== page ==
BRUSSELS-It is crucial to keep the military option on the table in dealing with the Syria crisis, NATO Secretary-General Anders Fogh Rasmussen said on Thursday.
"I think it is essential for keeping momentum in the diplomatic and political process that the military option is still on the table," Rasmussen said at an event organized by the Carnegie Europe think-tank.
"I think, irrespective of the outcome of the deliberations in the UN Security Council, the military option will still be on the table."
NATO's secretary-general said in early September that he had seen evidence convincing him Syrian authorities were behind a sarin gas attack on Aug. 21 that killed more than 1,400 people and said it would send a "dangerous signal to dictators" if the world did not respond firmly.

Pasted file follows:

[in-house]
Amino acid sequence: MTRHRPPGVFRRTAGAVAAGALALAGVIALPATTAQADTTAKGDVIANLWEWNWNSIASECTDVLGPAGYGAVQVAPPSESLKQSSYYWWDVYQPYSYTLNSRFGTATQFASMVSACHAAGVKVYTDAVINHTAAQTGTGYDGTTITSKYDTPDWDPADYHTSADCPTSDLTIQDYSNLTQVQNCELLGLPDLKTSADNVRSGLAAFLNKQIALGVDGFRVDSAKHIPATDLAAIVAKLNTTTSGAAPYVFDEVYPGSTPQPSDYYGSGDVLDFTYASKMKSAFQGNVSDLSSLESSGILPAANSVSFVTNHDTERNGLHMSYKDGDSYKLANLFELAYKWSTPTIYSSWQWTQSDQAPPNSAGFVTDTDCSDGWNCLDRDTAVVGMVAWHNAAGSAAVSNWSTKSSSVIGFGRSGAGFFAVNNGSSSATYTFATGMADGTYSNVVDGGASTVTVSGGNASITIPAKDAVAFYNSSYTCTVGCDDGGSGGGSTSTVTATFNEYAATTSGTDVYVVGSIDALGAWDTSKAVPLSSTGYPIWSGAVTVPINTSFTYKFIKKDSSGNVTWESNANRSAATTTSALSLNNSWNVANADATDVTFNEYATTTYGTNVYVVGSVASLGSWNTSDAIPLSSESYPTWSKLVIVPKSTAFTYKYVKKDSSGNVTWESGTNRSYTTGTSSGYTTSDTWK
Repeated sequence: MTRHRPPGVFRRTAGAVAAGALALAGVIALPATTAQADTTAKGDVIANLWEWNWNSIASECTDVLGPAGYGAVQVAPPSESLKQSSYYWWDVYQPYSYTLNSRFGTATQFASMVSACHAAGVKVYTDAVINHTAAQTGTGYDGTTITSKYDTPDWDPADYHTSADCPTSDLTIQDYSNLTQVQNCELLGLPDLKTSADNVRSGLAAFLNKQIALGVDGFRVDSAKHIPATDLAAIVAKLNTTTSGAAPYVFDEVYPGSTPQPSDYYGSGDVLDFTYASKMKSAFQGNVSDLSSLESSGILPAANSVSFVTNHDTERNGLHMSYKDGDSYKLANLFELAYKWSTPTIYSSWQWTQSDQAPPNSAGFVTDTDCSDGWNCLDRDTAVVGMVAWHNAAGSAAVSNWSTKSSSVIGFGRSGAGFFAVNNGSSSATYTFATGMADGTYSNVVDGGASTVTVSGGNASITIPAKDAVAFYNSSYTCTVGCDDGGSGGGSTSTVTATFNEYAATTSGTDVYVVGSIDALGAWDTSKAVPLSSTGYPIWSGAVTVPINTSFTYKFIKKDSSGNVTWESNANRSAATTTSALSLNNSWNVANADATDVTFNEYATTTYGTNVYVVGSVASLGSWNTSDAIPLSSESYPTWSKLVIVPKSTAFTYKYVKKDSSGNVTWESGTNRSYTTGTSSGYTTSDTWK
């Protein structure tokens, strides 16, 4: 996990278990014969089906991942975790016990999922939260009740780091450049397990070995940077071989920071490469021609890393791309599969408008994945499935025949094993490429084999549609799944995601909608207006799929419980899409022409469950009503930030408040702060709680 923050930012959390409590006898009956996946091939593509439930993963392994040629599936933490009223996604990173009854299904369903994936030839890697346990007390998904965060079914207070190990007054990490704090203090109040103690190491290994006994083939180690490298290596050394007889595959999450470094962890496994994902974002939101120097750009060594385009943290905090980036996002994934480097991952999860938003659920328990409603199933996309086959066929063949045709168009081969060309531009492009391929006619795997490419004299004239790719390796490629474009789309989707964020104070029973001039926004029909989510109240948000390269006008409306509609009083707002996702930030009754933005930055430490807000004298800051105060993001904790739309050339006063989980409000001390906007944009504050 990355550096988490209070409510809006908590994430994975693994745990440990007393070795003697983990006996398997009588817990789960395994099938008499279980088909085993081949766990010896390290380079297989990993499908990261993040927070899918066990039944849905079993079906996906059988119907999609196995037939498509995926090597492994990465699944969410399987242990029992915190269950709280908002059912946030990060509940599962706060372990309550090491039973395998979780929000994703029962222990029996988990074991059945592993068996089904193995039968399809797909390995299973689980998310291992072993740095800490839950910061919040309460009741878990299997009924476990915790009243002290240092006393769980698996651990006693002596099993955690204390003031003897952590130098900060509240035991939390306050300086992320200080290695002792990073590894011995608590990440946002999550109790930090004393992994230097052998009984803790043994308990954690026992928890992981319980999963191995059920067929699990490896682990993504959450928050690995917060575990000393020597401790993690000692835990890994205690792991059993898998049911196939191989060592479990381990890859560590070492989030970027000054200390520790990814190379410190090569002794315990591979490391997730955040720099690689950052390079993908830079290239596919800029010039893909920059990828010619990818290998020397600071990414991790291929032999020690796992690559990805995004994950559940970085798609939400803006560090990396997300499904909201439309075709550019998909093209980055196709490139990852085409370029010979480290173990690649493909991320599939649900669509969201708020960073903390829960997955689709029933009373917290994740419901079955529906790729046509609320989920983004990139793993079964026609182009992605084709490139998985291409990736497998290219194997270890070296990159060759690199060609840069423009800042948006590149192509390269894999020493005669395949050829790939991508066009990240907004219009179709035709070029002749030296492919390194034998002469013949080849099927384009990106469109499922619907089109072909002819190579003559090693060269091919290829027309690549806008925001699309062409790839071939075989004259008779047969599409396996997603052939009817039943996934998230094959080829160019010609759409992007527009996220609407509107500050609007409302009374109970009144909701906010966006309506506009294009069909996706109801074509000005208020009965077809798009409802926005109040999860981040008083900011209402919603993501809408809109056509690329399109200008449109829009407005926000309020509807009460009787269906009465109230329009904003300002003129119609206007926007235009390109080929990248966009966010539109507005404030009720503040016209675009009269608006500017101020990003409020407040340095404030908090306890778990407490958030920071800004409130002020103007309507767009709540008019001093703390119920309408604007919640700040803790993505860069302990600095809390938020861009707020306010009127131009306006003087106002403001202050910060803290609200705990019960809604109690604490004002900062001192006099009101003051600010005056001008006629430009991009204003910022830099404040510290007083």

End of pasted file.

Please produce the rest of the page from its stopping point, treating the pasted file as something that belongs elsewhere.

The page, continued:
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However, Rasmussen said it was up to individual NATO countries to decide how they would respond to the attack and he did not envisage any NATO role beyond existing plans to defend NATO member Turkey, which borders Syria.
He said there was "agreement that we need a firm international response in order to avoid that chemical attacks take place in the future. It would send, I would say, a dangerous signal to dictators all over the world if we stand idly by and don't react."
"If a response to what has happened in Syria were to be a military operation, I'd envisage a very short, measured, targeted operation, and you don't need the NATO command and control system to conduct such a short, measured, tailored, military operation," he also said.
In March, a NATO official had said "NATO has no intention to intervene militarily in Syria." The insurgents have few weapons to counter Assad's helicopter gunships and warplanes, and therefore the United Stated would have to play the key role in military intervention.
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